With the international climate change agreement in Paris the world has moved towards an era of climate solutions. Yet, our understanding of how to solve the climate problem is still limited. Part of the problem is our inefficacy in synthesizing the available literature. This task has become a challenge of dealing with “big literature” – a huge and fast-growing number of publications that can no longer be read by individuals. Assessment bodies like the Intergovernmental Panel on Climate Change (IPCC) or the Intergovernmental Platform on Biodiversity and Ecosystem Services (IPBES) are at the brink: business-as-usual in manually assessing the available science will ultimately lead to a failure in meeting the organisations’ mandate. I will outline how data science applications offer a new path to a synthetic understanding of climate solutions and how they can prepare global environmental assessments for the 21st century. The other part of the problem is the large neglect of a whole array of methodologies from the computational social sciences to understand climate solutions. I will explain how those methods can be applied to drill into important questions that have been outside the feasibility frontier of social science research before. Bringing together expertise from the Priestley International Centre for Climate and the Leeds Institute for Data Analytics provides large funding opportunities and would cement the ambition of the University of Leeds to be an international leader on climate solutions and big data.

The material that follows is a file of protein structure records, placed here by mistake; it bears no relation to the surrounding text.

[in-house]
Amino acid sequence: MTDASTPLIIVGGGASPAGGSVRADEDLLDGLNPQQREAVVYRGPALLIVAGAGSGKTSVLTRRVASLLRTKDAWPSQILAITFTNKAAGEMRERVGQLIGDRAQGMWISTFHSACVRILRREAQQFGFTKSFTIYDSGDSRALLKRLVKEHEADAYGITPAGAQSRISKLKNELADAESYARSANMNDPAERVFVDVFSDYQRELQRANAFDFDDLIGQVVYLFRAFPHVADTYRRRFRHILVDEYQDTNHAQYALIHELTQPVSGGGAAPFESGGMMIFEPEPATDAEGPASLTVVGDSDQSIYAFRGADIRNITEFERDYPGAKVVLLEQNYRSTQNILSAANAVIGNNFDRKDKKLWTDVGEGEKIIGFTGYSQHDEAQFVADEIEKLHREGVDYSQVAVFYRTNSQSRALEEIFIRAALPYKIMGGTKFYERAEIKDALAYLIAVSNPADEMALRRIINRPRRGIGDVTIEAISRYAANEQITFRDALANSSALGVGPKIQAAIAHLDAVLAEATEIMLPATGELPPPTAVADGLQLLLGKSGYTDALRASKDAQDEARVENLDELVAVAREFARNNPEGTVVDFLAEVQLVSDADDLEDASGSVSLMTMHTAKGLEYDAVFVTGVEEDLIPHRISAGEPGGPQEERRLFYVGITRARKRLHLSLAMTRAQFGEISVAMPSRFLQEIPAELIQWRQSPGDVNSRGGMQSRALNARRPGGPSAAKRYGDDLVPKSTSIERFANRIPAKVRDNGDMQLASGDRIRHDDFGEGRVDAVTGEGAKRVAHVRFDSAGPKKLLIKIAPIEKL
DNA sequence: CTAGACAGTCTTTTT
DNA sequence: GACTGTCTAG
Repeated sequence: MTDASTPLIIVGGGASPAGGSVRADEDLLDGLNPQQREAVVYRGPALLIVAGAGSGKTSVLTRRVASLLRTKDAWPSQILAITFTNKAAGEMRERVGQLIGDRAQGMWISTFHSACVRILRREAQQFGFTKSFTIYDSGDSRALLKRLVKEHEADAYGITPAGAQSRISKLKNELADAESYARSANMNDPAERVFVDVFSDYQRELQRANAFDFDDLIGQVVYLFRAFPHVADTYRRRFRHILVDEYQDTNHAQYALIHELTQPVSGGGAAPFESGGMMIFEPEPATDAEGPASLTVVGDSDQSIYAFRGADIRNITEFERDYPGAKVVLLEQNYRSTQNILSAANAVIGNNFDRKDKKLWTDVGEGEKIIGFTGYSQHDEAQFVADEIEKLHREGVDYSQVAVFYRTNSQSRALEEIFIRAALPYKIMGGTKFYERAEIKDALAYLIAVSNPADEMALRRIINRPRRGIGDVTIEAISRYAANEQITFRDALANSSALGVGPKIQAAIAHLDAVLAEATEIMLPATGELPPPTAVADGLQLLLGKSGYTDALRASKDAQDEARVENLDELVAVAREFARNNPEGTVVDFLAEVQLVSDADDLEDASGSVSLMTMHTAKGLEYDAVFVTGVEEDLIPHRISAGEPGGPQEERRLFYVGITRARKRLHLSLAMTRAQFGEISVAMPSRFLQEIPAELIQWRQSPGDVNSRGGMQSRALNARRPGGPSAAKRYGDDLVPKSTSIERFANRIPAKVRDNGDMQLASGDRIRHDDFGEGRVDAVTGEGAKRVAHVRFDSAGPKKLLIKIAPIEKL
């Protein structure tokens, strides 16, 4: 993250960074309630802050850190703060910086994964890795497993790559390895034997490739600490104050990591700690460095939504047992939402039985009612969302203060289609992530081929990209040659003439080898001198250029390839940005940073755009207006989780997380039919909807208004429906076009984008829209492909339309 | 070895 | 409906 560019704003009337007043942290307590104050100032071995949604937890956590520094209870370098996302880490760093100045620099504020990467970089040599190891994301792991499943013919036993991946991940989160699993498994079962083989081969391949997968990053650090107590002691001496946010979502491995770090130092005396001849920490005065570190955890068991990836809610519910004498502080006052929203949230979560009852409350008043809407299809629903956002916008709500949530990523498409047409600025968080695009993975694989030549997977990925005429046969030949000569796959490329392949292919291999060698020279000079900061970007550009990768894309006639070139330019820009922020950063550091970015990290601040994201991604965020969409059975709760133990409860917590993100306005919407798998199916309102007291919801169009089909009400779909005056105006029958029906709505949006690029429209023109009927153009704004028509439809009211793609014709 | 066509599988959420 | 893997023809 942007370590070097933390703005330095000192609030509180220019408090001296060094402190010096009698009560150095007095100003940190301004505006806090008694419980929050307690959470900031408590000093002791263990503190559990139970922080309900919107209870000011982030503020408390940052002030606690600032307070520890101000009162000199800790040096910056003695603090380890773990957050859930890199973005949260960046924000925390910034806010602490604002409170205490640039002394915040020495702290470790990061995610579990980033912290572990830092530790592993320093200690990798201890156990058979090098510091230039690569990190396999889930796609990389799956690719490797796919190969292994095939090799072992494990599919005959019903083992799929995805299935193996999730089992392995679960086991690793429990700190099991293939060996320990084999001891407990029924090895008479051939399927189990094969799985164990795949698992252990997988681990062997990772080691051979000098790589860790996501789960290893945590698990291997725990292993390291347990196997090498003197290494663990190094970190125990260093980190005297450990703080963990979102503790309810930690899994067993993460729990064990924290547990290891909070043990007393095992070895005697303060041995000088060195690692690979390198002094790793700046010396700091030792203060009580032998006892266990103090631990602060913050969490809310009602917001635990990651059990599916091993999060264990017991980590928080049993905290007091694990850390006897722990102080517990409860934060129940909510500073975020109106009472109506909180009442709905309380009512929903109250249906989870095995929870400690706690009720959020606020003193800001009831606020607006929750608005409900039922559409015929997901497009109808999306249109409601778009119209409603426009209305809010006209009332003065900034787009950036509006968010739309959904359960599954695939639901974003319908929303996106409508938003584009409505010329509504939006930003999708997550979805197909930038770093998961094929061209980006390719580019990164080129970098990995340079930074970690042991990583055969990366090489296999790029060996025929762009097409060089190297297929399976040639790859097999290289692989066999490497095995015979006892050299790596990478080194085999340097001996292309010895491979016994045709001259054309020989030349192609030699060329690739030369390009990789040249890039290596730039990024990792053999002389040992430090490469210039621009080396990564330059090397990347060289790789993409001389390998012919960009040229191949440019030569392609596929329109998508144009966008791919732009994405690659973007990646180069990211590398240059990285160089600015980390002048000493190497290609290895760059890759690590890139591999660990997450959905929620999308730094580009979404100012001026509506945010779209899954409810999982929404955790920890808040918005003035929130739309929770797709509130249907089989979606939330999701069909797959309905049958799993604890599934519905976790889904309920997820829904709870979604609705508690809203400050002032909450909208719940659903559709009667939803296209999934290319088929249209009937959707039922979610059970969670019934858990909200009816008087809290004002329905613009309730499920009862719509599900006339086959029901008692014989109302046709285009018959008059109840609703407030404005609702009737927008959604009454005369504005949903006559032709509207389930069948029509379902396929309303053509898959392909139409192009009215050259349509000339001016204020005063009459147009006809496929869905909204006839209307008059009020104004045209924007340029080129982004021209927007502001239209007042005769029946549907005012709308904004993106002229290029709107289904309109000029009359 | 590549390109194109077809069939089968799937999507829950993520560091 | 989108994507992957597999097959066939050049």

Jan Christoph Minx, PhD, is Professor for Climate Change and Public Policy at the Priestley International Centre for Climate at the University of Leeds and head of the working group Applied Sustainability Science at the Mercator Research Institute on Global Commons and Climate Change. He takes an interdisciplinary research approach to issues of energy, climate change and sustainable development with applications to cities and infrastructure, global supply chain networks as well as historic and future transformation processes of societies and their governance. A particular concern is the development of big data applications for research synthesis and global environmental assessments in times of big (i.e. vast and fast-growing) literature. Jan develops and promotes meta-analytical methods in the social sciences and humanities to stimulate systematic learning and studies processes at the science-policy interface.
Before joining the MCC, he was Professor for Science-Policy and Sustainable Development at Hertie School of Governance in Berlin. As Head of the Technical Support Unit of the Working Group ‘Mitigation of Climate Change’ of the Intergovernmental Panel on Climate Change (IPCC) he coordinated the Working Group’s contribution to the IPCC’s Fifth Assessment Report that was published in 2013/2014. He was a senior research fellow at the departments for Sustainable Engineering and the Economics of Climate Change at the Technical University Berlin and the Stockholm Environment Institute.
15.30-16.00- Big Data and Language – Dr Serge Sharoff, Senior Lecturer in Translation Studies
16.00-17.00- Big data applications for understanding climate solutions– Professor Jan Minx
17:00-18:00: Networking reception with drinks and nibbles hosted in the LIDA staff room
To book please email Hayley Irving with your name, occupation and faculty/organisation.